The Central Bank of Sri Lanka (CBSL) has asked the Bank of Ceylon (BOC) to be the managing agent for the financial arms of the EAP Group–Edirisinghe Trust Investments (ETI) and Swarnamahal Financial Services PLC.
Public Enterprise Development Minister Kabir Hashim met the BOC board this week as part of negotiations for a possible management deal, authoritative sources said. Should the BoC be made managing agents, there would be more discussions in the coming weeks on terms and conditions, they said.
The businesses of EAP Holdings–including its broadcast and media arms–are up for sale but it is understood that the CBSL is keen to strike a management arrangement for the finance companies of the group. A due diligence has already been done by auditors and studied by the BOC.
ETI, established 40 years ago, offers services in the areas of fixed deposits, gold loans, leasing, hire purchase, personal loans, business loans and mortgage loans. It has 46 branches around the country.
Swarnamahal Financial Services is a listed company licensed by the CBSL. It has 11 branches and six pawning centres.
EAP deal broker detained at BIA
A Malaysian businessman negotiating on behalf of a Singaporean company to buy EAP Group businesses was detained with three others at the Bandaranaike International Airport (BIA) last month while attempting to smuggle out foreign currency.
Dollar notes amounting to US$ 50,000 were found in the hand baggage of Jaya Sudhir Jayaram. Two others–one of them was his son–also had US$ 50,000 each in their possession while the fourth carried US$ 58,000. This is a total of US$ 208,000 or Rs 31.8 million.
The detection took place on November 10. Two suspects were stopped around 7 am at boarding gate 14 by Airport and Aviation of Sri Lanka (AASL) security when the money showed up on the x-ray machine near the departure lounge. Both were Malaysian nationals scheduled to leave on UL314 to Kuala Lumpur. An inspection led to the discovery of a total of US$ 100,000.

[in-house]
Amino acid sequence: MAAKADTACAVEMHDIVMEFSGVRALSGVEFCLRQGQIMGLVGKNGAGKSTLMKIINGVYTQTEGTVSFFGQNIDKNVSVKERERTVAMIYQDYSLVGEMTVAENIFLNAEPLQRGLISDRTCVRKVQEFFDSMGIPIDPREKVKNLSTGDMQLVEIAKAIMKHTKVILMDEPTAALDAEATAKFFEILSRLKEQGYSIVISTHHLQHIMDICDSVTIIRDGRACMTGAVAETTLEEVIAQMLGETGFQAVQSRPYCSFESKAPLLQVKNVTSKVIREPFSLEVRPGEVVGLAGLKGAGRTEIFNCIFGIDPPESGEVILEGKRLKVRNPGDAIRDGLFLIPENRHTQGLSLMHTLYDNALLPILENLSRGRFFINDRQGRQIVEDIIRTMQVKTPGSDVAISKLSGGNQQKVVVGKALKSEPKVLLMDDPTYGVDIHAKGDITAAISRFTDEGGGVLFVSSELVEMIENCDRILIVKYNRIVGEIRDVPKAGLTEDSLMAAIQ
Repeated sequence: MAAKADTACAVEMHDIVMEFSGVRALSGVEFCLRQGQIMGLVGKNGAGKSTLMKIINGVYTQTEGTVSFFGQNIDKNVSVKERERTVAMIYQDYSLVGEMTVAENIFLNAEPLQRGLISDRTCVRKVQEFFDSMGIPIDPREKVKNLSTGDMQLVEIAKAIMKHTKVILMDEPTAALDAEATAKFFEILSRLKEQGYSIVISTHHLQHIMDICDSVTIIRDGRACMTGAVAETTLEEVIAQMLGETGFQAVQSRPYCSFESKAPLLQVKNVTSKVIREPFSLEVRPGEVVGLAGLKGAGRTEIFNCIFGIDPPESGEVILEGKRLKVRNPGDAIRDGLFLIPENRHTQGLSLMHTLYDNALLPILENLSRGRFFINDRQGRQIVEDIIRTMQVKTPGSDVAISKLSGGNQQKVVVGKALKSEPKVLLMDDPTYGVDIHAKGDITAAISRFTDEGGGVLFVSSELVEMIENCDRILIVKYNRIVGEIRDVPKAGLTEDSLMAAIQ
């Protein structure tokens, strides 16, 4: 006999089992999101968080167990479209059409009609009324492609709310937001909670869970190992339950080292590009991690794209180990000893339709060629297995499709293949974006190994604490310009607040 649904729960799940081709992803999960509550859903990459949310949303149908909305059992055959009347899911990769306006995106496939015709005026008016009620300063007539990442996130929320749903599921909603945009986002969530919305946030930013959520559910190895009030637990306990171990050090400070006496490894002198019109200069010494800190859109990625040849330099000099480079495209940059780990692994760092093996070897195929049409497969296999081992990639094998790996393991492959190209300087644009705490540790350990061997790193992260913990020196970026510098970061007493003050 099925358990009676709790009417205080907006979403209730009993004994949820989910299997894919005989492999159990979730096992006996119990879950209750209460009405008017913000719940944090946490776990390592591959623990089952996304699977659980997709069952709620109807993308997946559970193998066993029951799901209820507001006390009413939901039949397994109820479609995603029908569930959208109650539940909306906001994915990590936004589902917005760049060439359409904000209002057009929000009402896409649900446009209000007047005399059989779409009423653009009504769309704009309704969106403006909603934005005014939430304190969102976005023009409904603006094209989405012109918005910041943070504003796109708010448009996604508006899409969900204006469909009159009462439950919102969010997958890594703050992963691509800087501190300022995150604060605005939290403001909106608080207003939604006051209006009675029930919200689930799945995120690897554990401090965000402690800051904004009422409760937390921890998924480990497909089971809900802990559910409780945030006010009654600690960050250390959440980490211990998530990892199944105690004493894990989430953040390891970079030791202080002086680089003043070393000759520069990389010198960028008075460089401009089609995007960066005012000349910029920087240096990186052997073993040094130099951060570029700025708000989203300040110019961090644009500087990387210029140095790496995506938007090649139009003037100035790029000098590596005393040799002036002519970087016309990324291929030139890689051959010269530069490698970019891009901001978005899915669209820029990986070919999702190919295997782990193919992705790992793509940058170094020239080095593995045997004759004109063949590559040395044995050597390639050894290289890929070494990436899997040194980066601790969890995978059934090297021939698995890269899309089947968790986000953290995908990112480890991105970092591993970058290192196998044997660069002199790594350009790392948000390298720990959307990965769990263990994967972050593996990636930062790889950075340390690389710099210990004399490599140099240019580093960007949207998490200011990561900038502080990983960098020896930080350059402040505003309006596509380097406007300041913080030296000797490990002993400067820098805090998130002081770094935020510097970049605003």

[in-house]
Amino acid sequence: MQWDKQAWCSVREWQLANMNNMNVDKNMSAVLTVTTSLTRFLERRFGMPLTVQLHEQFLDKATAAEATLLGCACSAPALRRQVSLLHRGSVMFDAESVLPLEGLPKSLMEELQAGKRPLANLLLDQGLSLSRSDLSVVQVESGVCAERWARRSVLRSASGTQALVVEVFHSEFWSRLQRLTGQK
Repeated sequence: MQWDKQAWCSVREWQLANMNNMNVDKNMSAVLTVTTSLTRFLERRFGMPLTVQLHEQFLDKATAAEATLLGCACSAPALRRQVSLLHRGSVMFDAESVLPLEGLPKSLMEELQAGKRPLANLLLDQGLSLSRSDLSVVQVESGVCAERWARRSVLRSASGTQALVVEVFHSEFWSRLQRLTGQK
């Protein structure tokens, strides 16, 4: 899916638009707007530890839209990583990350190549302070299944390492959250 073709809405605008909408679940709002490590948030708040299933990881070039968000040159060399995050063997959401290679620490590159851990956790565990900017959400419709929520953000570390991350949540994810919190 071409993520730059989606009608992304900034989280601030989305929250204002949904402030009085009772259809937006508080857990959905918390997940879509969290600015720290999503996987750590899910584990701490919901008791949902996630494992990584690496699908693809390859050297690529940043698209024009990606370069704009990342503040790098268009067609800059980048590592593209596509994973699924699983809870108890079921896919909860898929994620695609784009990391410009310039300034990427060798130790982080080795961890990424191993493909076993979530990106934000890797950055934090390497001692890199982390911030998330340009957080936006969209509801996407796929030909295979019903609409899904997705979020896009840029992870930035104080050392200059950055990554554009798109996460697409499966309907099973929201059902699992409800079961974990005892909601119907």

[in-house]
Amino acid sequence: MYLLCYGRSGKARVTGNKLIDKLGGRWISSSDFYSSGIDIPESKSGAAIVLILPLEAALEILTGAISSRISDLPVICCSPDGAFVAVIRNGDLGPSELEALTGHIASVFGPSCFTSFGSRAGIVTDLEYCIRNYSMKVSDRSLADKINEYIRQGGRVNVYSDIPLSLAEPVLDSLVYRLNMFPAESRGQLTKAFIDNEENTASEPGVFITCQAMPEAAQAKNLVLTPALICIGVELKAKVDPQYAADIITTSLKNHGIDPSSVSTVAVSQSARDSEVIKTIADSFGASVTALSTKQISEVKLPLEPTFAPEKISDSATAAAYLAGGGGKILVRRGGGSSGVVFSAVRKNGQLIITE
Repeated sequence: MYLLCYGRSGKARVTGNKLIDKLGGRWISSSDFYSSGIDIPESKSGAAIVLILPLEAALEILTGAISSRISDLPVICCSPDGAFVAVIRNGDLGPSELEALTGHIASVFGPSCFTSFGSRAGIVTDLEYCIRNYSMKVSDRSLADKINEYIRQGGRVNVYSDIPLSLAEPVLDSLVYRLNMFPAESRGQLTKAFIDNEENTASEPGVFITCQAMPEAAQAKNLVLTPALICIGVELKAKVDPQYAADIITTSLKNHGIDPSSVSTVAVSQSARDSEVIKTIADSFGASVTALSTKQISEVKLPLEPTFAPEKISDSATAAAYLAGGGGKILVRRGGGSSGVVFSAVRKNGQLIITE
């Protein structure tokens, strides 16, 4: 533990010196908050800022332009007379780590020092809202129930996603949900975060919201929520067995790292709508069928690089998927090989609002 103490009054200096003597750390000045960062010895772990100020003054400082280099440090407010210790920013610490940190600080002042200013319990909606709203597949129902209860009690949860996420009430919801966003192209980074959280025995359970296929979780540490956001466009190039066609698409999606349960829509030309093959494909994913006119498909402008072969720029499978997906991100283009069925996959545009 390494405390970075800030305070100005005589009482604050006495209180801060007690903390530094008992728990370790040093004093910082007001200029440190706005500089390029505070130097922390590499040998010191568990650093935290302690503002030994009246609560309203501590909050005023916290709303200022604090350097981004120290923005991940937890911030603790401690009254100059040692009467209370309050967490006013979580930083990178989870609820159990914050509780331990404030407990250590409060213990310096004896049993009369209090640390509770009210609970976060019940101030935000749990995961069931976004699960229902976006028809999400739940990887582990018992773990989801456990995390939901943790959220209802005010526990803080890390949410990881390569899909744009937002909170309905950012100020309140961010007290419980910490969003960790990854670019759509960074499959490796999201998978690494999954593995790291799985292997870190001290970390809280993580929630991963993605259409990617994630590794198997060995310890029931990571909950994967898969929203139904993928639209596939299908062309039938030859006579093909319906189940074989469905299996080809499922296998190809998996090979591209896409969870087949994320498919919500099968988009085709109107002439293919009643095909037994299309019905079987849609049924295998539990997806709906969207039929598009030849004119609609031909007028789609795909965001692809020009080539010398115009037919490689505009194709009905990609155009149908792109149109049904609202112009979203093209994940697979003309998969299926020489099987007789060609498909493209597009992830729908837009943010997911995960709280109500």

The money in Mr Jayaram’s luggage was found by Customs officials in the Silk Route lounge. He, too, was due to leave for Kuala Lumpur on UL314. The Silk Route exclusive facility allows passengers to relax while airport employees and Customs officials attend to all formalities before embarkation. Upon questioning, Mr Jayaram (who said he was involved in a power project in Vavuniya) had claimed the money was the proceeds of a win at a popular casino in Colombo. However, he could not offer documentary evidence for this claim.
Due to substantial political pressure, Mr Jayaram was released without penalty, reliable BIA sources said. He left the country (for Kuala Lumpur) shortly after his detention–before an inquiry could be conducted–after handing over the US$ 50,000 that had been in his possession to one of the other suspects. He has given a guarantee that he will return for an inquiry when it is scheduled.
The inquiry into non-declaration of currency by two other suspects (who were detained at the gate) was held on the same day. They were fined Rs 200,000 each and released. The undeclared currency was forfeited. The inquiry into the actions of the fourth suspect was postponed till November 23. All three left for Kuala Lumpur in the night of the same day. Mr Jayaram was released in the morning.
Neither Mr Jayaram nor the fourth suspect honoured their word by presenting themselves for the subsequent Customs inquiry, the Sunday Times reliably learns. The proceedings were, therefore, conducted ex-parte. The undeclared currency was forfeited with no penalty imposed.
The Malaysian businessman has been in and out of Sri Lanka over the past few months. Authoritative political sources said he is a facilitator for several business deals–including the Horton Square (Pvt) Ltd, a proposed mixed development project in Horton Place, and power projects. Straits Grid Pte Ltd, the Singaporean company vying to invest in the EAP Group, is also an energy company.
The offence the group was booked on is non-declaration of currency. Under regulations, anyone taking more than US$ 10,000 in any form of foreign currency, including notes, bank drafts or travel cards, must declare it to Sri Lanka Customs. Anyone taking currency notes of more than US$ 5,000 must also declare it.
The EAP Group is in negotiations to sell its businesses to Straits Grid Pte Ltd. The negotiations are being fronted by Mr Jayaram, who is a longstanding business partner of R.M. Manivannan, Chairman of Supreme Global Holdings. He was most recently listed as a director–along with Mr Manivannan–of Horton Square (Pvt) Ltd, a proposed mixed development project in Horton Place. Mr Jayaram’s address entered in the company registration form was in the British Virgin Islands and common to hundreds of other offshore entities from around the world.